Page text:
Male site workers in construction are three times more likely to commit suicide than the average UK male. This shocking mental health statistic is a vivid reminder of the difficulties faced by many working in the construction industry every day.
The construction industry lifestyle is undoubtedly both challenging and stressful. Long and demanding working hours, working away from home on site for weeks at a time and the lingering unease in the industry, particularly following Carillion’s recent collapse, are just some of the factors contributing to poor mental health. In a workforce that is predominantly male, specific risks associated with male mental health also need to be considered. The “tough guy” image widespread in the construction industry is very much to blame. Asking for help and opening up about emotions are just not things that come naturally to many of those working in the industry. The combination of these factors results in many suffering in silence.
Know the signs
Whilst poor mental health can manifest itself differently from individual to individual, the Construction Financial Management Association has set out some useful signs to look out for that can indicate poorly managed or untreated mental health conditions:
- increased lateness, absenteeism and presenteeism (showing up to work physically, but not being able to function)
- decreased productivity due to distraction and cognitive slowing
- lack of self-confidence
- isolation from peers
- agitation and increased interpersonal conflict among co-workers
- increased voluntary and involuntary attrition
- increased feelings of being overwhelmed
- decreased problem-solving ability.
What can employers do?
The statistics as they stand are clearly unacceptable – mental health needs to be made an urgent priority by all employers in the construction industry. Emily Pearson, Head of Workplace Wellbeing at Be.The Centre for Wellbeing (a mental health charity based in Newcastle upon Tyne specialising in corporate mental health and workplace wellbeing) has provided the following steps that all employers can take to actively improve the health and wellbeing of their workforce.
- Culture check – Undertake a culture check to establish the culture of the workforce and where there may be particular pain points for staff due to job design and work-related stress.
- Culture change – A change in the culture surrounding mental health needs to start at the top. Leadership teams can show commitment to creating a culture change towards mentally healthier workplaces and workforces by signing the Time to Change Pledge or by investing in a Workplace Wellbeing Strategy to create culture change in a safe and structured manner.
- Mental health safety net – Employers should ensure their employees have access to and are aware of support available through counselling and therapy services.
- Up-skilling and education – Team leaders responsible for supporting employees should have sufficient knowledge and skills to be able to spot the signs of poor mental health and to provide support and guidance.
- Peer support – Employers should up-skill and educate employees so they can look out for any peers who may be struggling with their mental health. Knowing how to start the conversation and knowing how to safely signpost peers to mental health services can make a huge difference at the early signs of mental health difficulty.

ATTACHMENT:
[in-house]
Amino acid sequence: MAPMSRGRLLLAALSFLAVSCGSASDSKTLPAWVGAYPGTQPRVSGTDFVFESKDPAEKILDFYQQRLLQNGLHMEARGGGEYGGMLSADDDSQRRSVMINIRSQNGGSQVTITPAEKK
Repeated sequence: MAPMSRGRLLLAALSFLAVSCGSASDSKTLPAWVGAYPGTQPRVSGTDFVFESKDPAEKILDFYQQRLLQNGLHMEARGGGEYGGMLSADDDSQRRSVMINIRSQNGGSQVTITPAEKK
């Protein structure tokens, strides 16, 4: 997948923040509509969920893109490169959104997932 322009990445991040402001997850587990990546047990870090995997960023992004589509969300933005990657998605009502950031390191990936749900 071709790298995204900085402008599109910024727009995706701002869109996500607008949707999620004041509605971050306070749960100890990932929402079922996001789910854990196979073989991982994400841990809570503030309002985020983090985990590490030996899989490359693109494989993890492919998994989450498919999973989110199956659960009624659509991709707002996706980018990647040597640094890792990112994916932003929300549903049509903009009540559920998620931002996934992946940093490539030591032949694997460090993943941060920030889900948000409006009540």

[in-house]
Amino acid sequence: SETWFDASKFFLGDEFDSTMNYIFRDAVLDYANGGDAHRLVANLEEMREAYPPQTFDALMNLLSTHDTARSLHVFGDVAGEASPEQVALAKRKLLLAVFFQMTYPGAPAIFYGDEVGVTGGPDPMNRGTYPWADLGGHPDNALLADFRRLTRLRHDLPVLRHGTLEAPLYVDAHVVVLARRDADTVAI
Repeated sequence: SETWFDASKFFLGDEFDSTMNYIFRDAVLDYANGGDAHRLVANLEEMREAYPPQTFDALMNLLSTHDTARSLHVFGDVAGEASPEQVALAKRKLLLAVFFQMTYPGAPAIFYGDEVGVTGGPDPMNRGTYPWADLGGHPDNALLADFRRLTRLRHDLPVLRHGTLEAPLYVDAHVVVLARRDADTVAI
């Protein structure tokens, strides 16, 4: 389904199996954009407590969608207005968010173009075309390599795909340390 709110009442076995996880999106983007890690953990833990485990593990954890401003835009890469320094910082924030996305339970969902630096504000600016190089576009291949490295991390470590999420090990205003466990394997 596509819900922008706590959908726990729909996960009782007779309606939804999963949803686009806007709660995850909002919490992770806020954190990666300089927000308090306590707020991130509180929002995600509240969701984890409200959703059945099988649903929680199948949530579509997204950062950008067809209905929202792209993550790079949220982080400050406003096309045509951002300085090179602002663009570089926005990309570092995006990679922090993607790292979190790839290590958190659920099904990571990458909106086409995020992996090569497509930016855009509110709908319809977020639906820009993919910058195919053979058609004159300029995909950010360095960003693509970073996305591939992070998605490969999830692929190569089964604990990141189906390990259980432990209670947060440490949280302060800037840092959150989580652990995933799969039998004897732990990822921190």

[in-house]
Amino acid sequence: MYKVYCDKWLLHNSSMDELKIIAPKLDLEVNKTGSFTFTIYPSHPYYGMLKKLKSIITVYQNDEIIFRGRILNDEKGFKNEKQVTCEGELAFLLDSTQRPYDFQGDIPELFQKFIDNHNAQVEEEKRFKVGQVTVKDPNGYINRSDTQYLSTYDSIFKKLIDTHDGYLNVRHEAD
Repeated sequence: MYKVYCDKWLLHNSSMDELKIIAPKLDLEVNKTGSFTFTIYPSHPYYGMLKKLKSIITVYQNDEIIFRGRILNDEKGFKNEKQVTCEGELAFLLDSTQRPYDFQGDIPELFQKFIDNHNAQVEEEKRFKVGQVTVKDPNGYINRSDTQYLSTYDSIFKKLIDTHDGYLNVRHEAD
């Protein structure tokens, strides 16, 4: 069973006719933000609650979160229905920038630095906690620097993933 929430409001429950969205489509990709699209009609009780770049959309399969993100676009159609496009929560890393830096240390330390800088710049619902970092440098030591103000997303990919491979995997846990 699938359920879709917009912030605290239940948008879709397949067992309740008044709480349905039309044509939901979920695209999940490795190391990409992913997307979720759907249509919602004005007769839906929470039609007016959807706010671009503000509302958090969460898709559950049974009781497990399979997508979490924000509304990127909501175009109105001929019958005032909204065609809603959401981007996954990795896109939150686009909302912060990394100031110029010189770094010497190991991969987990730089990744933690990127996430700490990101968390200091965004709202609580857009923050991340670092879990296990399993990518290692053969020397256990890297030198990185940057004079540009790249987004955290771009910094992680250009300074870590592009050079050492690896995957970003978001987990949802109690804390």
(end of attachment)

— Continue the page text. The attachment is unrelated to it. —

- Reduce stigma – Employers need to reduce stigma, raise awareness, change attitudes and provide knowledge to empower employees to look after their mental health and wellbeing.
- Embed and repeat – It is essential that employers continue to provide these interventions, services and training in order to embed culture change – not just tick the mental health box.
Employers need to prioritise mental health in the workplace for commercial reasons too. Unrecognised and unsupported mental health issues can have a massive impact on a company’s revenue. According to the National Building Specification, mental health issues account for people taking almost 70 million days off sick per year – the most of any health condition – costing the UK economy between £70Bn and £100Bn a year.
What can everyone do?
Established in 2016 by the Health in Construction Leadership Group with the support of the British Safety Council, Mates in Mind, aims to make sense of the options and support available to employers and individuals. As well as providing guidance for employers, it also provides useful tools for employees.
But the easiest thing that we can all do is talk. If you are concerned about a colleague, ask them if they’re ok. See if they want to go for a walk or a cup of tea at lunchtime. Generally create a safe environment so they can open up to you if they need to.
Even if you don’t suspect a colleague is struggling, be careful of the language you use anyway. Insensitive words or phrases can increase the stigma surrounding mental health and make it even harder for the people around you to feel like they can talk about any issues they’re facing.
Physical health and safety is already taken extremely seriously in the construction industry. However, statistics suggest that the most dangerous thing on a building site is the human mind. At a time where suicide kills more people in the construction industry than falls from height, it is only right that mental health and safety is given the same level of thought, time and investment as other site hazards to ensure that the workers in the industry are truly protected.
The industry has taken steps to reduce the stigma around mental health and to improve support but there is more that each and every one of us can do just by being aware of the signs and encouraging people to talk. Do not underestimate the impact you can make just by talking to someone. You could change someone’s life.